The name, Benjamin Gottfried Schuessler, caught my eye today. I noticed that he was listed as having the same date of birth as his day of death….April 23. Then I ran into a problem. As you can see in his baptismal record in the Concordia, Frohna books, it says he was born on April 23, 1874. I might add at this point that Rev. J.F. Koestering was serving both the Altenburg and the Frohna churches at this time. However, this record does not appear to be in his handwriting. That inserts the problem of not knowing who was recording births and baptisms at this time in Concordia’s history.
Here is the big problem. Below you see a photo of Benjamin’s gravestone.
As you can see, his gravestone in the Immanuel Lutheran Cemetery in Perryville indicates that his birthday was April 22, 1874, not April 23. So which record is more reliable? Is it the birth record? Or is it the gravestone?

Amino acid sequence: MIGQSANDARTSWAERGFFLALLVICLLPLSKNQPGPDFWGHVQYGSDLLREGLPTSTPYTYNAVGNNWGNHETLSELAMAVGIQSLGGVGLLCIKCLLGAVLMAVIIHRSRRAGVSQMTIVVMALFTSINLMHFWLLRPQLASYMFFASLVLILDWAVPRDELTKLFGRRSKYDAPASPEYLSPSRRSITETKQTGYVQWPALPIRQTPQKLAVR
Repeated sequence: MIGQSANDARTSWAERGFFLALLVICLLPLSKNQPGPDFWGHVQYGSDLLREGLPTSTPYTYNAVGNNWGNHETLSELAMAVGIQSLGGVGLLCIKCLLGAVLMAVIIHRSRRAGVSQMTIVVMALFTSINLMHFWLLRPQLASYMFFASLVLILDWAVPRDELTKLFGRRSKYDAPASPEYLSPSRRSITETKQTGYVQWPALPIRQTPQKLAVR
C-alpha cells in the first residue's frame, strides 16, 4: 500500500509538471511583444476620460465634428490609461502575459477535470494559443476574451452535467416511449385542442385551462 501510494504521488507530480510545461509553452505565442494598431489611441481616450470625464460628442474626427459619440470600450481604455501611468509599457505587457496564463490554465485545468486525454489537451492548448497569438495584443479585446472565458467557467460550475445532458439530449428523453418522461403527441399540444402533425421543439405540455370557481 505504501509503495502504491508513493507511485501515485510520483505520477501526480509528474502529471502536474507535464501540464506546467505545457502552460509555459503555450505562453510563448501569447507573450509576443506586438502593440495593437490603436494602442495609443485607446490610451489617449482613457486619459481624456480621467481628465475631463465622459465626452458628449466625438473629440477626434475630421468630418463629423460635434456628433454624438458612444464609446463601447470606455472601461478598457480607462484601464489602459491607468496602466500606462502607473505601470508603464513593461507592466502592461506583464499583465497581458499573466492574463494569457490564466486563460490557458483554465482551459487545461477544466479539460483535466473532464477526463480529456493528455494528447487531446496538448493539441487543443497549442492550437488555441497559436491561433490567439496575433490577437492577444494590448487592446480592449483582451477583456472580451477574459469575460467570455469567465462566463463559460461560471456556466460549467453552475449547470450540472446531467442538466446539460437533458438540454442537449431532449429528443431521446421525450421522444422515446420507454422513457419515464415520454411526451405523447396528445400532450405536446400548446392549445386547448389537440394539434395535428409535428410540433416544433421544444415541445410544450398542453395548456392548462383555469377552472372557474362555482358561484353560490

Here is another record. This is the World War I registration form for Benjamin.
As you can see, his birthday is listed as April 23, 1874. This form adds an extra factor. This one has Benjamin’s own signature on it.
So here is the dilemma. Which birthday is correct? I lean toward April 23, but if so, it makes one wonder why the mistake was made on the gravestone. His wife was still alive in 1938, so you would think that she would have known her husband’s birthday. I do think a lesson can be learned from this. No type of genealogical record is always going to be 100% correct. There is always a chance for human error.
One more thing. If indeed Benjamin was born on April 23rd, he almost hit the trifecta. He was married on April 25, 1895. He almost was born, married, and died on the same day.